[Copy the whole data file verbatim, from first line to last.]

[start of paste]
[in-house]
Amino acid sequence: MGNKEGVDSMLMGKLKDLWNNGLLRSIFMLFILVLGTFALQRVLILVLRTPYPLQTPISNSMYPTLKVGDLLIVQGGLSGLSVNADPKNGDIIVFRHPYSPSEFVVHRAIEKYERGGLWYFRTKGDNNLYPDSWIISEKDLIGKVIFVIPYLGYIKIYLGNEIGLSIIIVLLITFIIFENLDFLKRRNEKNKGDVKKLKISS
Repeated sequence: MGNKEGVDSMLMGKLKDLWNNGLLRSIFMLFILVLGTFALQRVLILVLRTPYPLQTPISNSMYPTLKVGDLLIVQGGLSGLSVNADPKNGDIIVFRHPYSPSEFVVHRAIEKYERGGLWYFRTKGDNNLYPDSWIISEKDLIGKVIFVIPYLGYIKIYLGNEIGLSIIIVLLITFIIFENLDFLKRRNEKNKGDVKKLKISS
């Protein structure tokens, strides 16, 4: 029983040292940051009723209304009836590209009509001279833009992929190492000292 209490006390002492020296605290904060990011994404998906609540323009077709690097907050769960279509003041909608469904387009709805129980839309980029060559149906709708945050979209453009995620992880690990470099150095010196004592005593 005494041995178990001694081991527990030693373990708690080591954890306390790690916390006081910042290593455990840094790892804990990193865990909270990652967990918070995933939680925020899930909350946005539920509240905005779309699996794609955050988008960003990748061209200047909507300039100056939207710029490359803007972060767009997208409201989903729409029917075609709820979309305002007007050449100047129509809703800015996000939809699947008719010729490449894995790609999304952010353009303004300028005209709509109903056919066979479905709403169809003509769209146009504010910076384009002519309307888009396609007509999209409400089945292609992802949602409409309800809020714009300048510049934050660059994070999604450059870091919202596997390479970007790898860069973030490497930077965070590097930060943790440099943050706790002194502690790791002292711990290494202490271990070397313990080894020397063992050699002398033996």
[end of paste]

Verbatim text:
[in-house]
Amino acid sequence: MGNKEGVDSMLMGKLKDLWNNGLLRSIFMLFILVLGTFALQRVLILVLRTPYPLQTPISNSMYPTLKVGDLLIVQGGLSGLSVNADPKNGDIIVFRHPYSPSEFVVHRAIEKYERGGLWYFRTKGDNNLYPDSWIISEKDLIGKVIFVIPYLGYIKIYLGNEIGLSIIIVLLITFIIFENLDFLKRRNEKNKGDVKKLKISS
Repeated sequence: MGNKEGVDSMLMGKLKDLWNNGLLRSIFMLFILVLGTFALQRVLILVLRTPYPLQTPISNSMYPTLKVGDLLIVQGGLSGLSVNADPKNGDIIVFRHPYSPSEFVVHRAIEKYERGGLWYFRTKGDNNLYPDSWIISEKDLIGKVIFVIPYLGYIKIYLGNEIGLSIIIVLLITFIIFENLDFLKRRNEKNKGDVKKLKISS
């Protein structure tokens, strides 16, 4: 029983040292940051009723209304009836590209009509001279833009992929190492000292 209490006390002492020296605290904060990011994404998906609540323009077709690097907050769960279509003041909608469904387009709805129980839309980029060559149906709708945050979209453009995620992880690990470099150095010196004592005593 005494041995178990001694081991527990030693373990708690080591954890306390790690916390006081910042290593455990840094790892804990990193865990909270990652967990918070995933939680925020899930909350946005539920509240905005779309699996794609955050988008960003990748061209200047909507300039100056939207710029490359803007972060767009997208409201989903729409029917075609709820979309305002007007050449100047129509809703800015996000939809699947008719010729490449894995790609999304952010353009303004300028005209709509109903056919066979479905709403169809003509769209146009504010910076384009002519309307888009396609007509999209409400089945292609992802949602409409309800809020714009300048510049934050660059994070999604450059870091919202596997390479970007790898860069973030490497930077965070590097930060943790440099943050706790002194502690790791002292711990290494202490271990070397313990080894020397063992050699002398033996």